If you often say "bad words" you are a more sincere person

If you often say

At the risk of simplifying the enormous human wealth, we can venture to say that there are two types of people in the world: those who bite their tongues so as not to miss profanity and those who speak them without problems. Those who say them may seem crude and rude, since including some words classified as "obscene" in our speech is not well received. However, this habit can bring some points in our favor.

A study conducted by the universities of Stanford, Cambridge, Maastricht and Hong Kong suggests that people who say one bad word after another may actually be more honest.

Swearing involves applying fewer mental filters to speech

The first part of the study was attended by 276 people who said what were the main bad words they used daily and how often. The researchers then tested their level of honesty through a series of tests.

In the second part of the study, the researchers analyzed approximately 73.789 Facebook profiles, looking for linguistic indicators of deception, such as the use of the third person and the presence of negative words.

Combining the results they saw that there is a strong correlation between swearing and honesty; that is, people who curse and swear often tend to be more sincere.

The researchers note that while cursing and swearing is frowned upon in most cultures, in reality they are direct and honest, unfiltered forms of expression. In reality, they are not an expression of meanness or anger, but rather of authenticity, since people can use these words in social contexts as if they were talking to themselves. In practice, it would be an externalization of the inner dialogue that takes place in their mind.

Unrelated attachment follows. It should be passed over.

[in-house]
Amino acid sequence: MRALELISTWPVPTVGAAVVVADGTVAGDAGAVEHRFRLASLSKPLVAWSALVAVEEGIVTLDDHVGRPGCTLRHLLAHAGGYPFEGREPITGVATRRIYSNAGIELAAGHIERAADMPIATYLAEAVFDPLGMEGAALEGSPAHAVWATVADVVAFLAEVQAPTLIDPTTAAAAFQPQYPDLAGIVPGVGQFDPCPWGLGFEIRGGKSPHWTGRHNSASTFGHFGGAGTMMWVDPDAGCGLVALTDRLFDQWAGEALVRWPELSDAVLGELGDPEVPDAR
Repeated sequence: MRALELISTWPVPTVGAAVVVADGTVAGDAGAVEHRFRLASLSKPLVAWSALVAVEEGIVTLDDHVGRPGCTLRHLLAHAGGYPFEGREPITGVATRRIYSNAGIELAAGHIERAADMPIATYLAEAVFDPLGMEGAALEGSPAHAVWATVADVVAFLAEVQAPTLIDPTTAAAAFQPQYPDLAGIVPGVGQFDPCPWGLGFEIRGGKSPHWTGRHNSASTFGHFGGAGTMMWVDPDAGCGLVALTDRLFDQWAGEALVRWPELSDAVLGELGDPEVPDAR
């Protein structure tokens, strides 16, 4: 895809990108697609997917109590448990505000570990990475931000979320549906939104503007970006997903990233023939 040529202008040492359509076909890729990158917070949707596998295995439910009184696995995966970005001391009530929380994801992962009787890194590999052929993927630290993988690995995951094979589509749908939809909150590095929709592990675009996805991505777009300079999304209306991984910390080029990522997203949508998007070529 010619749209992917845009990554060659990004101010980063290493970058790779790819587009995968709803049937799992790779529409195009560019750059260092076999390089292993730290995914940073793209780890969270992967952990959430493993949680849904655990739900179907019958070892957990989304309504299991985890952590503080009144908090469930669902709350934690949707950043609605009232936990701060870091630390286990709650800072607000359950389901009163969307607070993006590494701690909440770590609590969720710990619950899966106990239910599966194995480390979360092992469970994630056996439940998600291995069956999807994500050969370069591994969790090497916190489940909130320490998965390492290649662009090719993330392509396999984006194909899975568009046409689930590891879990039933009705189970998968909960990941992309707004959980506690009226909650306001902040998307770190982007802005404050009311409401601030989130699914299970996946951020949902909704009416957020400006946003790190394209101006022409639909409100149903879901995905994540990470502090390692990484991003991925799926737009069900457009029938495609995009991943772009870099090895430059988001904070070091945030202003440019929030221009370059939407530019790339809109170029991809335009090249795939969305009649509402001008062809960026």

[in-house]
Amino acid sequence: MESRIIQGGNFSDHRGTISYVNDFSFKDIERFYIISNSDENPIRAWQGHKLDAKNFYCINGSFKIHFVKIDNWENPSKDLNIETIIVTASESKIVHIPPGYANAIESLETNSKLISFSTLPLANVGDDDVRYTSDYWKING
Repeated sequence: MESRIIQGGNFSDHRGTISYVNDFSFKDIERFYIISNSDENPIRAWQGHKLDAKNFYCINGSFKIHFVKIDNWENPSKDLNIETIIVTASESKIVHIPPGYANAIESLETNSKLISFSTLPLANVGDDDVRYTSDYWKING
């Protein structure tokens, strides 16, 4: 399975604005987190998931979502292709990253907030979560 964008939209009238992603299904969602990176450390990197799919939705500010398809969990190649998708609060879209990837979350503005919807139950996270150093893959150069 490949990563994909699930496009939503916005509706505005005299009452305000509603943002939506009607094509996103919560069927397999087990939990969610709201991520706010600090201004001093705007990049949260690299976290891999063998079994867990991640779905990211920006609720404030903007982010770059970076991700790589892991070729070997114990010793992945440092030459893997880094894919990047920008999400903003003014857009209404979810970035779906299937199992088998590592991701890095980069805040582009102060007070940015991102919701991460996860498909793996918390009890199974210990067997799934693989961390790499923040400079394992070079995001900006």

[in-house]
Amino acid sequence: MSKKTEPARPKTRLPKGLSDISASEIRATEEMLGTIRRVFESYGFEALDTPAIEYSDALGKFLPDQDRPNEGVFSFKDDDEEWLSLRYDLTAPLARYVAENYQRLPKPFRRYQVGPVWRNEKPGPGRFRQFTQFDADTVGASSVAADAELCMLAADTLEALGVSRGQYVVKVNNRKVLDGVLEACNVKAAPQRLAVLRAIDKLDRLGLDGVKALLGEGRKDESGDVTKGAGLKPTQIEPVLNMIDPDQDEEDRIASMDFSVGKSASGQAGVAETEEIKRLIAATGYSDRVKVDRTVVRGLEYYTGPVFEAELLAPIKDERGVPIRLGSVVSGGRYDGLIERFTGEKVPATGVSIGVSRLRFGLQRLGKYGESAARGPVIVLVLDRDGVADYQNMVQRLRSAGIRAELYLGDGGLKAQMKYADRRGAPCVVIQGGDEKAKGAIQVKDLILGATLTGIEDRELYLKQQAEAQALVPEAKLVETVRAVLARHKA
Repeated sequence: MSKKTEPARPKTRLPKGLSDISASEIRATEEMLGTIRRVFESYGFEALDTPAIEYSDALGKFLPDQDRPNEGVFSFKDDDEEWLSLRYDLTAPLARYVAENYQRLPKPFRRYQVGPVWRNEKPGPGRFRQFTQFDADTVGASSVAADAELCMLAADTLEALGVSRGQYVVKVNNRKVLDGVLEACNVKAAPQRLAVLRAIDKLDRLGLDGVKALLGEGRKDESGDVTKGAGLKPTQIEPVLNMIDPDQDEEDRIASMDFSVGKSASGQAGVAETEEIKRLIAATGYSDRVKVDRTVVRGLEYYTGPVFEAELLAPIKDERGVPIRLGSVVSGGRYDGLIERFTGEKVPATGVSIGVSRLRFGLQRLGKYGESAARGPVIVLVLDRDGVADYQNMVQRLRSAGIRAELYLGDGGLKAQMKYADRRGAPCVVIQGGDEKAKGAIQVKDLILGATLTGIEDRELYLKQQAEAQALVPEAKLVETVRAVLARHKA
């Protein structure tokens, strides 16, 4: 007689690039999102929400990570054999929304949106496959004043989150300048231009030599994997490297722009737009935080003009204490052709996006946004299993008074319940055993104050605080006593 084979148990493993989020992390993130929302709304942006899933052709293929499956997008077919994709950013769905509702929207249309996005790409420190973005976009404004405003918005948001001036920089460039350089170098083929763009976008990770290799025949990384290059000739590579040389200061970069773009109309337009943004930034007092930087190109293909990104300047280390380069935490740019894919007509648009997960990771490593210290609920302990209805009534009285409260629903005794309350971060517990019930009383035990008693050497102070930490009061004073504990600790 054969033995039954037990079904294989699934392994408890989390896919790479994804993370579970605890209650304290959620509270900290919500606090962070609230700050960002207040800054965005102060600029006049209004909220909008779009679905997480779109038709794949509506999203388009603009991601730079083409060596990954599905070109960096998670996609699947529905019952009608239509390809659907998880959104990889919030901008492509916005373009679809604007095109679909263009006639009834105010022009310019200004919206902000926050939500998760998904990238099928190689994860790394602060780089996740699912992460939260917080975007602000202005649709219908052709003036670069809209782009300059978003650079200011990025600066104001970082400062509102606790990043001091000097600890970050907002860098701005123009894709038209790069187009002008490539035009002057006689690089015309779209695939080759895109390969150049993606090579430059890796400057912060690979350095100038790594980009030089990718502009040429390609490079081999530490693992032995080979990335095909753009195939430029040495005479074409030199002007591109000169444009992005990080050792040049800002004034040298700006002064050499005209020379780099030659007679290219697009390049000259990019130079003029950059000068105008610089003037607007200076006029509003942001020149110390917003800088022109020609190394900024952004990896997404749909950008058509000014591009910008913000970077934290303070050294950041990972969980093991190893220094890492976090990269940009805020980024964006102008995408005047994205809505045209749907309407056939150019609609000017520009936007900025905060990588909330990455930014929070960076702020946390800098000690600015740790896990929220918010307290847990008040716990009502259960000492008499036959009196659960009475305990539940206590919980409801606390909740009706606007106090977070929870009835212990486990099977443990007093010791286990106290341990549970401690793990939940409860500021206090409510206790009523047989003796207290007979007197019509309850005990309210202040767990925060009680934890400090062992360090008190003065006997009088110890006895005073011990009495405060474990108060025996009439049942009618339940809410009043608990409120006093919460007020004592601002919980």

This kind of language also implies that the person does not filter their social discourse very much, which indicates that they use fewer masks and are not afraid to show themselves as they are. It can also be considered an indicator that the person is not very interested in social conventions.

Furthermore, an experiment conducted at Keele University showed that swearing helps to cope with pain. When people could curse freely they felt less pain, even as their heart rate increased. This means that the pain perception threshold increased. And if that's not enough, swearing has also been found to increase our tolerance for frustration.

Why do "bad words" have this effect?

The key is that "bad words" represent a social taboo, which are prohibited in certain situations. So when they give us permission to say it, we are breaking an implied rule, and that makes us feel good.

Furthermore, in stressful situations, swearing involves the breaking of the dam of self-control, so the swearing turns into an outlet that allows us to free ourselves a little from the tension. For this reason, "bad words" have a cathartic power.


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